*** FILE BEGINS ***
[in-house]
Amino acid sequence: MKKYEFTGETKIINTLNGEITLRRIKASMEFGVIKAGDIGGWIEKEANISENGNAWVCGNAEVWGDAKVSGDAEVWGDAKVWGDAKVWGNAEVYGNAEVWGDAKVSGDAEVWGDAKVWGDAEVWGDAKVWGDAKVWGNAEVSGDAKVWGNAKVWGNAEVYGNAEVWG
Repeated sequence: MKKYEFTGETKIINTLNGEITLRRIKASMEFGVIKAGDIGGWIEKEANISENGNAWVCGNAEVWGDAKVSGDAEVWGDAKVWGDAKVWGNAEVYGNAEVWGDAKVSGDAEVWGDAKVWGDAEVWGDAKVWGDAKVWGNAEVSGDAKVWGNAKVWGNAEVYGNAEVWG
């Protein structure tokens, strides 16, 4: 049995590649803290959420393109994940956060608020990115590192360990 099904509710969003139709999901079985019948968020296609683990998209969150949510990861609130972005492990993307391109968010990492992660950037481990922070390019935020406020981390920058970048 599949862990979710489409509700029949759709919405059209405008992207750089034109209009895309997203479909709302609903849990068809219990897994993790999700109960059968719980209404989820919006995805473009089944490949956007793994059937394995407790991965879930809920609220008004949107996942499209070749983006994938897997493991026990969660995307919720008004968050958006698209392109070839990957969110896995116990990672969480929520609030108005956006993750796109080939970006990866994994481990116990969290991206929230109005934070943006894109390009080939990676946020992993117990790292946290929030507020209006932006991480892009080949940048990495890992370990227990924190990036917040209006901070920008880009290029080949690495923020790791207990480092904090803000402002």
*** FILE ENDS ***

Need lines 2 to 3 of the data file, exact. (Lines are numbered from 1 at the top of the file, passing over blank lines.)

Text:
Amino acid sequence: MKKYEFTGETKIINTLNGEITLRRIKASMEFGVIKAGDIGGWIEKEANISENGNAWVCGNAEVWGDAKVSGDAEVWGDAKVWGDAKVWGNAEVYGNAEVWGDAKVSGDAEVWGDAKVWGDAEVWGDAKVWGDAKVWGNAEVSGDAKVWGNAKVWGNAEVYGNAEVWG
Repeated sequence: MKKYEFTGETKIINTLNGEITLRRIKASMEFGVIKAGDIGGWIEKEANISENGNAWVCGNAEVWGDAKVSGDAEVWGDAKVWGDAKVWGNAEVYGNAEVWGDAKVSGDAEVWGDAKVWGDAEVWGDAKVWGDAKVWGNAEVSGDAKVWGNAKVWGNAEVYGNAEVWG